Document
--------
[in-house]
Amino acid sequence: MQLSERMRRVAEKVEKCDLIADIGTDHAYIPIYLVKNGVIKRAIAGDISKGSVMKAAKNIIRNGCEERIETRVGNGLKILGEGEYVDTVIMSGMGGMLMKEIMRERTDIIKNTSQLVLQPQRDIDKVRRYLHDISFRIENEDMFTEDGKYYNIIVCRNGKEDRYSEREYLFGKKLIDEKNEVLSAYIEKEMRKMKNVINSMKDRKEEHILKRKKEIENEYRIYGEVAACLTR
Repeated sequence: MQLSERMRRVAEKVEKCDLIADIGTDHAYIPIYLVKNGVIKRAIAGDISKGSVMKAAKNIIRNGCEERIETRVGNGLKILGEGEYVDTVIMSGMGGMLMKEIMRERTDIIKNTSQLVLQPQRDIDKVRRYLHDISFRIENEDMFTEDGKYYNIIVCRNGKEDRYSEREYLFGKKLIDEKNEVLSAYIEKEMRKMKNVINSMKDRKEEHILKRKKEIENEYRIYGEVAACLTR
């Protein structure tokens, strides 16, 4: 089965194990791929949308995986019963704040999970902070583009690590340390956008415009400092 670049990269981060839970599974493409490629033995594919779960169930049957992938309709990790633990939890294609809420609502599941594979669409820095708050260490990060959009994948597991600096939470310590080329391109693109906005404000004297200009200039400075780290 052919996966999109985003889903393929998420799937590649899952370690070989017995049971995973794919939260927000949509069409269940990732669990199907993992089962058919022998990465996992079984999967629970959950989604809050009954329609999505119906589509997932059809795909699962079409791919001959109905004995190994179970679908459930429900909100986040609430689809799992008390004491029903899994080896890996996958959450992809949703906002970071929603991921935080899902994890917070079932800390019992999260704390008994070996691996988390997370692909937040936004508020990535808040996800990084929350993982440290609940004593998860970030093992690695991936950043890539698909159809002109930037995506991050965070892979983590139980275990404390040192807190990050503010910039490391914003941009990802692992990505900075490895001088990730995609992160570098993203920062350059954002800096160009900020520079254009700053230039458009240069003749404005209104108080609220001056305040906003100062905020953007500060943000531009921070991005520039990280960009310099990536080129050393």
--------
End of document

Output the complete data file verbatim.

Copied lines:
[in-house]
Amino acid sequence: MQLSERMRRVAEKVEKCDLIADIGTDHAYIPIYLVKNGVIKRAIAGDISKGSVMKAAKNIIRNGCEERIETRVGNGLKILGEGEYVDTVIMSGMGGMLMKEIMRERTDIIKNTSQLVLQPQRDIDKVRRYLHDISFRIENEDMFTEDGKYYNIIVCRNGKEDRYSEREYLFGKKLIDEKNEVLSAYIEKEMRKMKNVINSMKDRKEEHILKRKKEIENEYRIYGEVAACLTR
Repeated sequence: MQLSERMRRVAEKVEKCDLIADIGTDHAYIPIYLVKNGVIKRAIAGDISKGSVMKAAKNIIRNGCEERIETRVGNGLKILGEGEYVDTVIMSGMGGMLMKEIMRERTDIIKNTSQLVLQPQRDIDKVRRYLHDISFRIENEDMFTEDGKYYNIIVCRNGKEDRYSEREYLFGKKLIDEKNEVLSAYIEKEMRKMKNVINSMKDRKEEHILKRKKEIENEYRIYGEVAACLTR
């Protein structure tokens, strides 16, 4: 089965194990791929949308995986019963704040999970902070583009690590340390956008415009400092 670049990269981060839970599974493409490629033995594919779960169930049957992938309709990790633990939890294609809420609502599941594979669409820095708050260490990060959009994948597991600096939470310590080329391109693109906005404000004297200009200039400075780290 052919996966999109985003889903393929998420799937590649899952370690070989017995049971995973794919939260927000949509069409269940990732669990199907993992089962058919022998990465996992079984999967629970959950989604809050009954329609999505119906589509997932059809795909699962079409791919001959109905004995190994179970679908459930429900909100986040609430689809799992008390004491029903899994080896890996996958959450992809949703906002970071929603991921935080899902994890917070079932800390019992999260704390008994070996691996988390997370692909937040936004508020990535808040996800990084929350993982440290609940004593998860970030093992690695991936950043890539698909159809002109930037995506991050965070892979983590139980275990404390040192807190990050503010910039490391914003941009990802692992990505900075490895001088990730995609992160570098993203920062350059954002800096160009900020520079254009700053230039458009240069003749404005209104108080609220001056305040906003100062905020953007500060943000531009921070991005520039990280960009310099990536080129050393």